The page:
RICHMOND, Ind. (AP) — An eastern Indiana county has approved a one-year extension of its long-running needle exchange program, which is aimed at reducing the spread of diseases among intravenous drug users.
Wayne County commissioners voted unanimously last week to extend the program until July 1, 2021. The exchange began in August 2016 in an effort to reduce the spread of hepatitis C tied to heroin abuse, the Palladium-Item reported.
Commissioners had renewed needle exchanges for two years in 2018, despite opposition from county prosecutor Mike Shipman.
Shipman also opposed the program's latest renewal, telling the commissioners his office had filed 190 charges of illegal possession of a syringe last year. But commissioners sided with health professionals.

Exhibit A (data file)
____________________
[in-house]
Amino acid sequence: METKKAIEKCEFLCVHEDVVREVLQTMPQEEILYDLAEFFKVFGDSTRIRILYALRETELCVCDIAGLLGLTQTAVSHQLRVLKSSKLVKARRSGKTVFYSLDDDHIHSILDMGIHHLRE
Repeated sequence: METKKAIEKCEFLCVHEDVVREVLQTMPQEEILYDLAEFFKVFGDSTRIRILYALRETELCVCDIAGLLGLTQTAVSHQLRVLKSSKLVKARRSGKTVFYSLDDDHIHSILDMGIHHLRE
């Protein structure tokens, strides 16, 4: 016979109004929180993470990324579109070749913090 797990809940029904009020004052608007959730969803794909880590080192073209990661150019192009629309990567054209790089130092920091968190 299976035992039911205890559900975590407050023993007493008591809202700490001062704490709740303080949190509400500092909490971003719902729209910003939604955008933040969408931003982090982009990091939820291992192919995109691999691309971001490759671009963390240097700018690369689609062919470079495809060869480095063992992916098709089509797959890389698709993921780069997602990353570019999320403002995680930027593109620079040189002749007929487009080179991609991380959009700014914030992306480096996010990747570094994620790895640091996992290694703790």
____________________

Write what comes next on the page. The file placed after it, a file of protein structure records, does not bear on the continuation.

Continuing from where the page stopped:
The executive director of the county health department was in favor of the program’s renewal.
“I appreciate the concerns of Mike Shipman and all of our law enforcement people who contacted me about their concerns with the program. But I think it comes down to it’s an inconvenience to law enforcement and it’s life and death for the others,” Commissioner Ken Paust said.
Needle-exchange programs provide IV drug users with clean syringes to prevent needle-sharing that spreads diseases, including hepatitis and HIV.
Wayne County’s number of chronic hepatitis C cases has fallen from 187 in 2017 to 133 last year. The county has also dropped from having Indiana's sixth-highest hepatitis C cases per 100,000 residents in 2015 to ninth last year.